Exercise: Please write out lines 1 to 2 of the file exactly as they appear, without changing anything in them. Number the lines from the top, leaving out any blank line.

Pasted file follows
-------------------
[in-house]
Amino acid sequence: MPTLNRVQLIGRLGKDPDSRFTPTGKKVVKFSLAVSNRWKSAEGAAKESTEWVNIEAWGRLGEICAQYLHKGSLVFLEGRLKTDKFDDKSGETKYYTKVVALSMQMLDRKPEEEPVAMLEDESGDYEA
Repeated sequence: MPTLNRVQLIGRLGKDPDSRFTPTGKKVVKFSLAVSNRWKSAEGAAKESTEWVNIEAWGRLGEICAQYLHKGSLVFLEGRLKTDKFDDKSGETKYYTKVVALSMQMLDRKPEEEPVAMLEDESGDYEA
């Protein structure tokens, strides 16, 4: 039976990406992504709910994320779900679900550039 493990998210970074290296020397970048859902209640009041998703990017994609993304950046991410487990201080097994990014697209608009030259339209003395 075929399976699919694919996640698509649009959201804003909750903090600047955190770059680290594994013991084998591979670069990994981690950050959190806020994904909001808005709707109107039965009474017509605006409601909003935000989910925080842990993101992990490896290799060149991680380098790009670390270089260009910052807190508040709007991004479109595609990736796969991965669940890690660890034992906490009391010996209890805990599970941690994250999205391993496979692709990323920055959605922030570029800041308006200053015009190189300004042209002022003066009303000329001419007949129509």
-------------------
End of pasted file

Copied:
[in-house]
Amino acid sequence: MPTLNRVQLIGRLGKDPDSRFTPTGKKVVKFSLAVSNRWKSAEGAAKESTEWVNIEAWGRLGEICAQYLHKGSLVFLEGRLKTDKFDDKSGETKYYTKVVALSMQMLDRKPEEEPVAMLEDESGDYEA